Five Occidental College professors were honored for exceptional teaching, scholarship and service Sept. 13 in the College’s annual faculty awards ceremony.
Anthony Chase, professor of diplomacy and world affairs (DWA), was presented with the prestigious Graham L. Sterling Memorial Award, established in 1972 to recognize a faculty member with a distinguished record of teaching, service and professional achievement.
Erica Ball, Mary Jane Hewitt Department Chair and professor of Black studies; Lan Chu, professor of DWA; and Alexandra Puerto, associate professor of history and Latinx and Latin American studies, received the Linda and Tod White Teaching Prize, which is based on student nominations. It has been presented since 2008 thanks to the generosity of Linda and Tod White ’59.
Carmel Levitan, professor of cognitive science, was presented with the Janosik-Sterling Award for Service to the College, created in 1993 to honor the memory of politics professor Robert Janosik.
In nominating him for the Sterling Award, Chase's faculty colleagues cited his record of teaching excellence, dedicated service to the Oxy community, and his scholarly achievements. Dean of the College Wendy Sternberg noted that his nominations came from faculty across the sciences, social sciences, and arts and humanities. "The high esteem in which his colleagues hold him speak to the impact of his work across the College," Sternberg said.
In recognition of his scholarly expertise on international human rights norms in the Muslim world, Chase was appointed as an associate editor of the Muslim World Journal of Human Rights, invited to edit a field-defining volume, and selected secretary of the International Studies Association Human Rights Section. As a campus leader, he has served as DWA chair, Faculty Council president, and director of the Young Initiative on Global Political Economy. "His teaching has been praised by his students and colleagues, in part for innovations in teaching that benefit not only Oxy’s students but the city of Los Angeles" through the faculty-led task forces he created to address Sustainable Development Goals, Sternberg said.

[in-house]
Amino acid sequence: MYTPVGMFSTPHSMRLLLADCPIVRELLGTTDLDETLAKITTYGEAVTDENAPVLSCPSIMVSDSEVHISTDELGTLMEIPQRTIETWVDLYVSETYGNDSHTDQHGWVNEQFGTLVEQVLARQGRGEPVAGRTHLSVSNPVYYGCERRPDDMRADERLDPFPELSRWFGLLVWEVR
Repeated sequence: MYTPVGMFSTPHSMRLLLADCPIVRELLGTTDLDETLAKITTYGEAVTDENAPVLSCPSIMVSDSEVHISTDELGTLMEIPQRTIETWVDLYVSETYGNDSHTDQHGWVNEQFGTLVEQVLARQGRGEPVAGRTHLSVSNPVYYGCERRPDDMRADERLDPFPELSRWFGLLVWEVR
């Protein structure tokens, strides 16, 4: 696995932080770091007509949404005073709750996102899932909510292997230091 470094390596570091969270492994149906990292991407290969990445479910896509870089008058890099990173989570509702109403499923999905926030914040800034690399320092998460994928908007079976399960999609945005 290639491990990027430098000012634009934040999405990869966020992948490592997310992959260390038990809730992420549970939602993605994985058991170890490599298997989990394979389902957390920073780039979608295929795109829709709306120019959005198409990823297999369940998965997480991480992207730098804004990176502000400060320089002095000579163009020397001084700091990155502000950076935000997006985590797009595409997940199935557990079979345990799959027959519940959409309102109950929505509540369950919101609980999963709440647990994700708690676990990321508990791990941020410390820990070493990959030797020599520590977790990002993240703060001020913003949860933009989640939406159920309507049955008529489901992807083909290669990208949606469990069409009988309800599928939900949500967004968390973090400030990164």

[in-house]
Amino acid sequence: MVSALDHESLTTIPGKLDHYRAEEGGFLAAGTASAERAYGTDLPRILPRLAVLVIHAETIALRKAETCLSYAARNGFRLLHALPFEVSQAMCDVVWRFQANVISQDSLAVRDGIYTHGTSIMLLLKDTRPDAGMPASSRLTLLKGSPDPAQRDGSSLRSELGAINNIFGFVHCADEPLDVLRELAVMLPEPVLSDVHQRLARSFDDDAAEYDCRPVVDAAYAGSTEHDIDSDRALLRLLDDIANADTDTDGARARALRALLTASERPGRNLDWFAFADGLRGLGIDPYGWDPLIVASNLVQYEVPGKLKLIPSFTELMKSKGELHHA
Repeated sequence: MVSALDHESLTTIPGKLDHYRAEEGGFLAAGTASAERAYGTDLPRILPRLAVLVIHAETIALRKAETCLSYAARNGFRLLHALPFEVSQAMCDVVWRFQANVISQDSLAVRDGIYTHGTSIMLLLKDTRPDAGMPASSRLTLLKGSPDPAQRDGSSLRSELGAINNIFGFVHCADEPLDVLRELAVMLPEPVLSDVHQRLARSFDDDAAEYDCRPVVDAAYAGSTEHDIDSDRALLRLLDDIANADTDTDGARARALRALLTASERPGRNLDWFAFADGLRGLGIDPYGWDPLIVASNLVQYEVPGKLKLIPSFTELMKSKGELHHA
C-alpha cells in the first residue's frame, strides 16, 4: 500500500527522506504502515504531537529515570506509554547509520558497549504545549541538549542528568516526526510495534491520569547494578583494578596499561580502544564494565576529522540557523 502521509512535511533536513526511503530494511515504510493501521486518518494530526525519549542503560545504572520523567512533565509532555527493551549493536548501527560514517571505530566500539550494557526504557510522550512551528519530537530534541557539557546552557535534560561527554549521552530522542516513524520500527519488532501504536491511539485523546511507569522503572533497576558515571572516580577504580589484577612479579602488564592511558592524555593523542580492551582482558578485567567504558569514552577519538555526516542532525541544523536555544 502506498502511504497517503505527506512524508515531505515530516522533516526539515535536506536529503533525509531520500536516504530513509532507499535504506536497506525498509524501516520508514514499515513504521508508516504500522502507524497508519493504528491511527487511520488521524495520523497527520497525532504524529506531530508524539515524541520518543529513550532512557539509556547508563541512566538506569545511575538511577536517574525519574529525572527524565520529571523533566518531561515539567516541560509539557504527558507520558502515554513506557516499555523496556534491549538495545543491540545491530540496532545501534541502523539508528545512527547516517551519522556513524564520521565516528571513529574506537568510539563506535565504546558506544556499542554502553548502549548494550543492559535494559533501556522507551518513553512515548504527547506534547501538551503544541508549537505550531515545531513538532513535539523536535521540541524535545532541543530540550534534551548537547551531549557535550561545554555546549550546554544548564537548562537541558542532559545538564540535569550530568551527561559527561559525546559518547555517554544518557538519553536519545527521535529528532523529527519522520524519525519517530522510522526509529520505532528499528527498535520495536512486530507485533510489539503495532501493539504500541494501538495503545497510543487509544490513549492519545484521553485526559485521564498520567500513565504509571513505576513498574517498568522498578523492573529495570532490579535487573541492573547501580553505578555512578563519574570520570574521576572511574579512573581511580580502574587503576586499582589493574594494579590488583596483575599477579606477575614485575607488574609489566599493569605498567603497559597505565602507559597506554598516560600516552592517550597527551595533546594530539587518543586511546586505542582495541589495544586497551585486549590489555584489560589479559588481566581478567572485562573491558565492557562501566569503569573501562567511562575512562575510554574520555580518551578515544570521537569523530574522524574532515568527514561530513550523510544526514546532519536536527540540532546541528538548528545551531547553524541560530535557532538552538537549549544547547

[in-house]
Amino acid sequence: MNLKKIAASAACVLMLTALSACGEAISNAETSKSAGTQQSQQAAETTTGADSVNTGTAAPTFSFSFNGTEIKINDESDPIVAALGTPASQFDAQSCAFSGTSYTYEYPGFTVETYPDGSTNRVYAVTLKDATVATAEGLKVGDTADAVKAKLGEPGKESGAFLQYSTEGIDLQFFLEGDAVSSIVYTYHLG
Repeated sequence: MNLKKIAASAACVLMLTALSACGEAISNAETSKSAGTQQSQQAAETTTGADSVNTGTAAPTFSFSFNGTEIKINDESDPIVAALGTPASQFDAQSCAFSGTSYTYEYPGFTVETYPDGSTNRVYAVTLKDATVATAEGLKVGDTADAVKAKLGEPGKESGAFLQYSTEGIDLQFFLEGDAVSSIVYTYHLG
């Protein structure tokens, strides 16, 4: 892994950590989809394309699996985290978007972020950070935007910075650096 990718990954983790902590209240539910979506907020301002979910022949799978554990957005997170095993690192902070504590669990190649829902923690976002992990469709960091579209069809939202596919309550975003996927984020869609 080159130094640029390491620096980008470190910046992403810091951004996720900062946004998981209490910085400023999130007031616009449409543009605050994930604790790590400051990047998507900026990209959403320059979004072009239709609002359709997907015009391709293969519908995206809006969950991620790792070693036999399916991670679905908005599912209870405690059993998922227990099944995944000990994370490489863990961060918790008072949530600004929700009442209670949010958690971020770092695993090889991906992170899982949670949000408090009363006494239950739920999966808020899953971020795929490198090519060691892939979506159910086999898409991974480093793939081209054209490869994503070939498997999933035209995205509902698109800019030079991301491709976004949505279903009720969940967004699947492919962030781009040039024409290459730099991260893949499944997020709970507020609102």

Ball, one of the winners of the White Teaching Prize, was praised not just for her classroom instruction, which is described as passionate, engaging, and socially, politically, and personally relevant, but for her mentorship and encouragement. Students describe her office and her classroom as a space where they can find guidance to “embrace the joy of intellectual work,” “navigate an incredibly stressful and demanding time in my life,” and to “develop intellectual contributions that I felt proud of and invested in.”
The students of Chu, the second White Teaching Prize winner, consider her to be a transformational and inspiring figure for her teaching, mentorship, and advising. She has taken her own experiences as a first-generation college student who attended a large university and created an approach and a teaching philosophy that provides to her students what she didn’t get from her own undergraduate experience. As one student said, "When one steps foot into Professor Chu’s class, they know it’s going to be work. Her classes will never be an 'easy A,' but they will be some of the most rewarding classes to take at Oxy."
Puerto, the third White Teaching Award winner, was described by one student as “a passionate, hard-working, organized, knowledgeable and brilliant professor.” Another wrote “I came to know Professor Puerto as not only a skilled, innovative, and experienced educator, but also a caring, kind, and gracious human being. Even after my graduation, she continues to inspire me as a role model in higher education.” A third said that "Professor Puerto’s intellectually stimulating courses, our charlas, breadth of knowledge, and mentorship have played a fundamental role in my passion for learning …”
Levitan's multiple nominations for the Janosik-Sterling Service Award paint a picture of the complete faculty member--an outstanding teacher, scholar, and college citizen," said Sternberg. "Carmel leans into all of her service assignments, and doesn’t just serve. She leads. And she leads with compassion, clarity, and a commitment to the College’s cornerstones."
That has been particularly true of her work as director of Oxy's Center for Teaching Excellence. "In this role, Carmel led the charge in Spring 2020, helping faculty help students cope with the deaths of two students early in the semester, and then remarkably, in collaboration with colleagues in the Library and Student Affairs, to shepherd the academic program through the transition to emergency remote learning during the pandemic," Sternberg said. "She then helped plan remote learning in a way that preserved the most essential elements of the Oxy experience for our students."